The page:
Will Waud�s old Complaint.
talking of the money invested in the concert-saloons
as a claim to consideration in their behalf. Miss
Alden is, as her name imports, a down-easter, and
looks like one. Mrs. Chamberlain is, it appears,
a guest � one who doesn�t pay for her board. She
was introduced by the Kinnes. The Irishry con-
tinue as objectionable as ever. Happily I have-
n�t a word to say to anybody in the house, bar-
ring Mrs. B. Cahill, Boweryem, Softly and
occasionally Jewett. I�m friendly enough with
Phillips and Griswold, too, but see little of them.
Ours is decidedly a good low boarding-house.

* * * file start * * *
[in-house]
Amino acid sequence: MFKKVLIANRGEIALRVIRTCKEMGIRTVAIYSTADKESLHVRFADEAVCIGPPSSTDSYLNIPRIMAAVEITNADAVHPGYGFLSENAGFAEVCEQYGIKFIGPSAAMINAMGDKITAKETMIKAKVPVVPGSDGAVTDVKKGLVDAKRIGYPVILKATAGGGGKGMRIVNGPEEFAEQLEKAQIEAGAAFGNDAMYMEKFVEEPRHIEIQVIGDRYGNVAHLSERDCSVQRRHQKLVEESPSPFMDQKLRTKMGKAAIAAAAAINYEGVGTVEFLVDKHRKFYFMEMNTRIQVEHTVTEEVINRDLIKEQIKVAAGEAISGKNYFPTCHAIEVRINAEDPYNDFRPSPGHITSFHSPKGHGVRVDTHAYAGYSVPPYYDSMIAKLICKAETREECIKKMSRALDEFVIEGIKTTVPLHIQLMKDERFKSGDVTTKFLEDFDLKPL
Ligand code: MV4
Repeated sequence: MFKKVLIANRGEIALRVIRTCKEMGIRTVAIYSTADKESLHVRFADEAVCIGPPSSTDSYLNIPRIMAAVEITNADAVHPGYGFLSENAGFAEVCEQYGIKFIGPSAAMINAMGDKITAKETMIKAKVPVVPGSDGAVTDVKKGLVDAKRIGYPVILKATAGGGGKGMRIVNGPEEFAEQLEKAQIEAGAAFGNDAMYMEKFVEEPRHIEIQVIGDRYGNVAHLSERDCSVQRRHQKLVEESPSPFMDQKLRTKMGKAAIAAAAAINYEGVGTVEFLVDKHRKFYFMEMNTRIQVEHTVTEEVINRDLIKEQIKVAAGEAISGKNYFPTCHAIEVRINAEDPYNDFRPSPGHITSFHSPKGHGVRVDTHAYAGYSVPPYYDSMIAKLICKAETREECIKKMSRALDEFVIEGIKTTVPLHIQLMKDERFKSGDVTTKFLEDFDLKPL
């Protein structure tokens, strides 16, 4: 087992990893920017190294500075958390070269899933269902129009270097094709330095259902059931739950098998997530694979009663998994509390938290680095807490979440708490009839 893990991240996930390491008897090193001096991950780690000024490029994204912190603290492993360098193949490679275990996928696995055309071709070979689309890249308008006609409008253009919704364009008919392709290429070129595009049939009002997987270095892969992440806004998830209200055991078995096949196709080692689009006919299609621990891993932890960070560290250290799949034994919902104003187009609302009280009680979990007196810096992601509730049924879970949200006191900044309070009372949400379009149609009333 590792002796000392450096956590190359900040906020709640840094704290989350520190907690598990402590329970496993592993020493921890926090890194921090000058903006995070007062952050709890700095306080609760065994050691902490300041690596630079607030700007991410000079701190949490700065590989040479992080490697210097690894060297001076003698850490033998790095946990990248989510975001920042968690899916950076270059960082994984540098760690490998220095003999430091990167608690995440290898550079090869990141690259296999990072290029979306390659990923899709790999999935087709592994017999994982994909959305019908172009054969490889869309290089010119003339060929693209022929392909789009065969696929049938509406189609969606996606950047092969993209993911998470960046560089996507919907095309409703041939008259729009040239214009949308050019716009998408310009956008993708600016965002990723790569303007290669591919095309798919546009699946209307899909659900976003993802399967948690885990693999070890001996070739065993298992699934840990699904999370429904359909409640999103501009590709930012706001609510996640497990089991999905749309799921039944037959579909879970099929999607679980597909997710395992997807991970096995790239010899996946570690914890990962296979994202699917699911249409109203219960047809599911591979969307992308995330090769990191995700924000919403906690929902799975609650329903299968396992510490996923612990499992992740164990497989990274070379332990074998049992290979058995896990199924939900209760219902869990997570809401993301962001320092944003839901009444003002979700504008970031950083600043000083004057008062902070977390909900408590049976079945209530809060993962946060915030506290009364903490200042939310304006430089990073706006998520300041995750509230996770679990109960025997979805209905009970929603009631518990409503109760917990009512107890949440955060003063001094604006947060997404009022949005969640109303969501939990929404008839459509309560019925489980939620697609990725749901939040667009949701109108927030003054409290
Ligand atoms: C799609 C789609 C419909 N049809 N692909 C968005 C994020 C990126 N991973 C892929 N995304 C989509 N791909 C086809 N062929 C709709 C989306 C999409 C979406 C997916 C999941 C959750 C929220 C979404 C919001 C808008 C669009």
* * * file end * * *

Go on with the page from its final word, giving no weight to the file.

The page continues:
If we could get a burglar or two as inmates, we
might be complete and comfortable.
10. Friday. A beastly, drizzly, muddy, slop-
py day. Down-town by 5, looked into �Sunday
Times� office, read proof. At F. Leslie�s saw
J. Wood, who told me that William Waud had
been discharged by Leslie in consequence of his
idleness. �He never did more than two days work
a week,� said John Angell. �He had two or three
warnings, and then Leslie had to sack him. He
gives him outside work, now, out of goodnature; it
might be done in the office and the expense spared.�
(When W. W. was in Charleston I don�t think he
did more than two days work in as many weeks.)
Up town. Cahill deplorably drunk at the dinner